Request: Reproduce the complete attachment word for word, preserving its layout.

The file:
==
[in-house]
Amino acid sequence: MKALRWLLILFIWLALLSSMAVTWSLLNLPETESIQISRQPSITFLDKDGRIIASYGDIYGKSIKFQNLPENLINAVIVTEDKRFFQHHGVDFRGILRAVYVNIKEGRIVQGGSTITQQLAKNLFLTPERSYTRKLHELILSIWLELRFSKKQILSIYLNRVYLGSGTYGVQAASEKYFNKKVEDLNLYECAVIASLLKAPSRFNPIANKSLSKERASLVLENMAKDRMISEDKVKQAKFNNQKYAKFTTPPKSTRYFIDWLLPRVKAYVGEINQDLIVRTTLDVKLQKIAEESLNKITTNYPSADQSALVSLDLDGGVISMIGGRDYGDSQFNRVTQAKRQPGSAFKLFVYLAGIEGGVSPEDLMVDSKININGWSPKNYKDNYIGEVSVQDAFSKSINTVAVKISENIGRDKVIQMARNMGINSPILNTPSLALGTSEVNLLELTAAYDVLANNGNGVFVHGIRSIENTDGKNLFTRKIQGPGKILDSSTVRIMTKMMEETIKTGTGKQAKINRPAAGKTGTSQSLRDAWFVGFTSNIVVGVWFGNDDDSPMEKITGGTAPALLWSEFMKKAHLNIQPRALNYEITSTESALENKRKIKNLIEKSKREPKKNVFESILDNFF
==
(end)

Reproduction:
[in-house]
Amino acid sequence: MKALRWLLILFIWLALLSSMAVTWSLLNLPETESIQISRQPSITFLDKDGRIIASYGDIYGKSIKFQNLPENLINAVIVTEDKRFFQHHGVDFRGILRAVYVNIKEGRIVQGGSTITQQLAKNLFLTPERSYTRKLHELILSIWLELRFSKKQILSIYLNRVYLGSGTYGVQAASEKYFNKKVEDLNLYECAVIASLLKAPSRFNPIANKSLSKERASLVLENMAKDRMISEDKVKQAKFNNQKYAKFTTPPKSTRYFIDWLLPRVKAYVGEINQDLIVRTTLDVKLQKIAEESLNKITTNYPSADQSALVSLDLDGGVISMIGGRDYGDSQFNRVTQAKRQPGSAFKLFVYLAGIEGGVSPEDLMVDSKININGWSPKNYKDNYIGEVSVQDAFSKSINTVAVKISENIGRDKVIQMARNMGINSPILNTPSLALGTSEVNLLELTAAYDVLANNGNGVFVHGIRSIENTDGKNLFTRKIQGPGKILDSSTVRIMTKMMEETIKTGTGKQAKINRPAAGKTGTSQSLRDAWFVGFTSNIVVGVWFGNDDDSPMEKITGGTAPALLWSEFMKKAHLNIQPRALNYEITSTESALENKRKIKNLIEKSKREPKKNVFESILDNFF